This move took the family to a land claim twenty-five miles west of Hot Springs on the Mazarn Creek. Here Ples made his home on 124 acres of rich black loam on the gentle slopes of the Quachita Mountains with "just enough rocks to hold the soil together". Claiming 84 acres in Section 2 and 40 acres in Section 25, this experienced farmer and craftsman built his log home with a broad axe. It still stands today after 121 years. The perennial Mazarn Creek crossed the land northwest to southeast giving a bountiful supply of fresh clean water with an added benefit of a cool natural "swimming hole" at the base of a small bluff for summer refreshment and enjoyment. Water for the house was from a cold spring 150 yards south, but it was replaced in later years by a hand dug well in the front yard.

Ples and his log home entered our lives when we purchased the land in 1971. With an abstract dating back to 1870, bits of folklore, family stories, and legends our interest was whetted into research. A chance meeting of Ples’ great-granddaughter, Mrs. Velma (Mullings) Matthews, provided a genealogical background which had been done by Mr. and Mrs. Fred Mullings of West Fork, Arkansas.

One of the legends has a ring of truth to it. About the time Ples came to the area, a band of roving Bushwackers were caught and killed by Vigilantes at the old Caddo Trail ford on Mazarn Creek. This crossing is 1/4 mile northwest of the Mullings cabin home, as a shallow gully enters the Mazarn. These Bushwhackers were such murderers, thieves, rapists, and pillagers that the Vigilantes decapitated them. Then they proceeded to bury the heads separately from the torsos. On a small cleared knoll just south of the gully, there are two large graves and six very small graves; each marked with set native stones with no names. Evidence of the passing of six bad men, their names unknown to this day.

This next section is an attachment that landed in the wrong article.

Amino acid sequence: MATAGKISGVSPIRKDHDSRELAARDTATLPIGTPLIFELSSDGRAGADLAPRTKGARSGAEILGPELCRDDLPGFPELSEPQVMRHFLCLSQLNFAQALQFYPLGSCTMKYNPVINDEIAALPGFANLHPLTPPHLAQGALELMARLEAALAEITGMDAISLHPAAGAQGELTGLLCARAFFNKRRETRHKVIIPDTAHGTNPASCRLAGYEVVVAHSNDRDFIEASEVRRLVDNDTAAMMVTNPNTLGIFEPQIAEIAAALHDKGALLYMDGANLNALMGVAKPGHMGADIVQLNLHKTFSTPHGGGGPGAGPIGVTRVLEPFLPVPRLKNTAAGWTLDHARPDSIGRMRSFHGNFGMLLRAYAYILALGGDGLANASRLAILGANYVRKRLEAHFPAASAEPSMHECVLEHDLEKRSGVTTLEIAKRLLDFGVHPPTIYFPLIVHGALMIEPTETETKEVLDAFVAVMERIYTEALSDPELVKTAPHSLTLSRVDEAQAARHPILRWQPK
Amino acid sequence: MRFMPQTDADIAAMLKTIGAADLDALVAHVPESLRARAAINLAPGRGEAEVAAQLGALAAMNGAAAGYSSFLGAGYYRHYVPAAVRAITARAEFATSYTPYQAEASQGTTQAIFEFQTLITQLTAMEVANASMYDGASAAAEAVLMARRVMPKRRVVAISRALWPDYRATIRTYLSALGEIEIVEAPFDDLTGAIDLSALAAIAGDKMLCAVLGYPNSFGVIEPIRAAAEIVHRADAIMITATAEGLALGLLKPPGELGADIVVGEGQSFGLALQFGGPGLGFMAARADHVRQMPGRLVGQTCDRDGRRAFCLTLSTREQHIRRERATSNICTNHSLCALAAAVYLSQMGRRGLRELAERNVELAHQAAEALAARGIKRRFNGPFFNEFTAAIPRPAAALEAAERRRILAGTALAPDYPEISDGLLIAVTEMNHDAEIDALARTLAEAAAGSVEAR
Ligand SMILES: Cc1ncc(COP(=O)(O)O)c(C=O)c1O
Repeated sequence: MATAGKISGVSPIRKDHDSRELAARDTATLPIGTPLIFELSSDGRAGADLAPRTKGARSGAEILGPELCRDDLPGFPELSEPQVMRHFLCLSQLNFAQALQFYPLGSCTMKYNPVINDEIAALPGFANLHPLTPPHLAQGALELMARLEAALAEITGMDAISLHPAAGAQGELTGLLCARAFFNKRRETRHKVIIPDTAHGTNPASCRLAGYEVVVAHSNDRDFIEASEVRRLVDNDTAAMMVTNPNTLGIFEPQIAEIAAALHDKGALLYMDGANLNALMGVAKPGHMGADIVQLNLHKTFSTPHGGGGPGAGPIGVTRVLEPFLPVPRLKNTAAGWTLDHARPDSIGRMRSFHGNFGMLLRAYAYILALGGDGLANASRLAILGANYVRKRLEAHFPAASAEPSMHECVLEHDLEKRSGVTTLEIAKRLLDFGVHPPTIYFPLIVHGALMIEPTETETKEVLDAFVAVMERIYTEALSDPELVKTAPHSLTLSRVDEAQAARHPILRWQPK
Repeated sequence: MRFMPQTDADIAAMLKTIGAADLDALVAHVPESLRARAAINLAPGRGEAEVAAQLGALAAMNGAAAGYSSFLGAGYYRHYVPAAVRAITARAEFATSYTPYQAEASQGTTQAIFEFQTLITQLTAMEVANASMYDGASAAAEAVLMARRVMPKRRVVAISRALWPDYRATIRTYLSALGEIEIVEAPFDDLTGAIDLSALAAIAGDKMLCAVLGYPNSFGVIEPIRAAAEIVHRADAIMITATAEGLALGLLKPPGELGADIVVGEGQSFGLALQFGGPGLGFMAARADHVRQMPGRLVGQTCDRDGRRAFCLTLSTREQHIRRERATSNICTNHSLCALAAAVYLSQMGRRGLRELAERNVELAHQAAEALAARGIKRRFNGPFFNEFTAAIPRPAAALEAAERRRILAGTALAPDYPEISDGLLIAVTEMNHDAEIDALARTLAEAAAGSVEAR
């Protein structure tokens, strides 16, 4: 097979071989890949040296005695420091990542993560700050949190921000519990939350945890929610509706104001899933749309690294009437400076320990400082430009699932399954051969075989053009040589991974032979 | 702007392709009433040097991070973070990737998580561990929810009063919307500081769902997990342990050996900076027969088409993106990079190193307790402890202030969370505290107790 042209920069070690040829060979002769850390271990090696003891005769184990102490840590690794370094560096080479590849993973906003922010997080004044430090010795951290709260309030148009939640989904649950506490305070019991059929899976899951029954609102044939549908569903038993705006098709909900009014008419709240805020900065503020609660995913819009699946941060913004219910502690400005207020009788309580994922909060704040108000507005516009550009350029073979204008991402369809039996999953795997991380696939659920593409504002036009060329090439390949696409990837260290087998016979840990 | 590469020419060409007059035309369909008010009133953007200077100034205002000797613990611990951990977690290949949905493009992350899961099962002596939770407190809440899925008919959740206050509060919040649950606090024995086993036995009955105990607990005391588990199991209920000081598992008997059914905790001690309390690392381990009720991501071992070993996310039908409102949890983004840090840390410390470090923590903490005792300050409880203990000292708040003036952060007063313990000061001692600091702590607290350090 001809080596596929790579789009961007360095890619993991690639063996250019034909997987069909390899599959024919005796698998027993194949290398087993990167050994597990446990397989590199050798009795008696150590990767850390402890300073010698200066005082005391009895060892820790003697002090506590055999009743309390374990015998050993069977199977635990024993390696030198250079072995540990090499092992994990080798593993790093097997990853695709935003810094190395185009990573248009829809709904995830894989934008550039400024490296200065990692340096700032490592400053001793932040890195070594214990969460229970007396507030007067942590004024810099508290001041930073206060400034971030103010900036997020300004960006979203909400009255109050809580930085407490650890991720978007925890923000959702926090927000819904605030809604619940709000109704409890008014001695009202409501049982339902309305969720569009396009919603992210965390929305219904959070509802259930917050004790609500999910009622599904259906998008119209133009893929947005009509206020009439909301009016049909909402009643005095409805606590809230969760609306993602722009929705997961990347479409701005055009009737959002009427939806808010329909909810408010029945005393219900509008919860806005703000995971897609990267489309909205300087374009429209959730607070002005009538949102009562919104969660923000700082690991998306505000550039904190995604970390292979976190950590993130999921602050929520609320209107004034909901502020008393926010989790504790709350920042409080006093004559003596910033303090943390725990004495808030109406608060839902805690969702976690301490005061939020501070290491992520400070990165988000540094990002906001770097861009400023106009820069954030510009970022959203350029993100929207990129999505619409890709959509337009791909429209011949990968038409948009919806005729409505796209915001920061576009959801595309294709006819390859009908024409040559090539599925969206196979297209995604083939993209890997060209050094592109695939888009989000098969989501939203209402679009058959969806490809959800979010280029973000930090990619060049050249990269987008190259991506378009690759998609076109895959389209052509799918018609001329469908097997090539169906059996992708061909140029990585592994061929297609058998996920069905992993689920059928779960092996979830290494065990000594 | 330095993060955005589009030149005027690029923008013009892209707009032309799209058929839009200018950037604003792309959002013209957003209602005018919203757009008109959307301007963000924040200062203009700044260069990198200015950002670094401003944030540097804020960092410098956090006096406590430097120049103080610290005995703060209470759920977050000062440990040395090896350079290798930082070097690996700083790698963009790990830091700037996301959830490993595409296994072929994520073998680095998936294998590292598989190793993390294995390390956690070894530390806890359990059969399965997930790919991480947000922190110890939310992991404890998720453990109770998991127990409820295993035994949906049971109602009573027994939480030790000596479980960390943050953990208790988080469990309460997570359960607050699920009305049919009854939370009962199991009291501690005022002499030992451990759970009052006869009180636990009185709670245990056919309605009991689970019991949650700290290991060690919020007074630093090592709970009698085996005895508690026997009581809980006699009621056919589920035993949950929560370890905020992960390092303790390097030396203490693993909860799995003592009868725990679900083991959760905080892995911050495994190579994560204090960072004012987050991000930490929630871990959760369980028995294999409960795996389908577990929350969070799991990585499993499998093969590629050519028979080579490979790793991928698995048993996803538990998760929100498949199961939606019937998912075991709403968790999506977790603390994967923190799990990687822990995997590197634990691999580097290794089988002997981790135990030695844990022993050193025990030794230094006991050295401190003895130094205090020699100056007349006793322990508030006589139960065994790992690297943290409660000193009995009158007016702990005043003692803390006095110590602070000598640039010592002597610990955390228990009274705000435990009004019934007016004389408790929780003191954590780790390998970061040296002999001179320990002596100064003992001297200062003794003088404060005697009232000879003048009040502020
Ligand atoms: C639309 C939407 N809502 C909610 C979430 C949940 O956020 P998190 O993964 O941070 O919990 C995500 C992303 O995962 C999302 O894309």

Though Mazarn was a loose community in 1858, Pleasant Marcus Mullings became its first Postmaster on July 26, 1880. The scattered farms and homes were united in the common bonds of defense, occupations, and finances of the country folk. Each gave of oneself to another. The ‘dog trot’ of Ples’ home and Post Office became a community gathering place on the mail and election days. Dances, Quilting Bees, Auctions, and local gatherings were common at the Mullings place. Uncle Ples died in 1898 and is buried at Nelson Cemetery, a few miles west of his farm and log home.

Through his hard work a small part of Arkansas forest was cleared and farmed, a home was built, a family raised, fed, and loved, and the mail delivered. Pleasant Mullings was a simple man, living, working, and taking each day as it came. Not being famous, the world hardly noticed him, and only a few witnessed his accomplishments and passing. But Arkansas inherited a legacy from him through his descendants. Through his children, grandchildren, and great-grandchildren, we know of his sense of duty, devotion to right, spiritual commitment, dedication to family, and obligation to justice.

More detailed accounts of the Mazarn Mullings (with a ‘g’) can be found in "Tales from Gooberland" by Fred Mullings. (This book is out of print, but if you locate one..grab it!)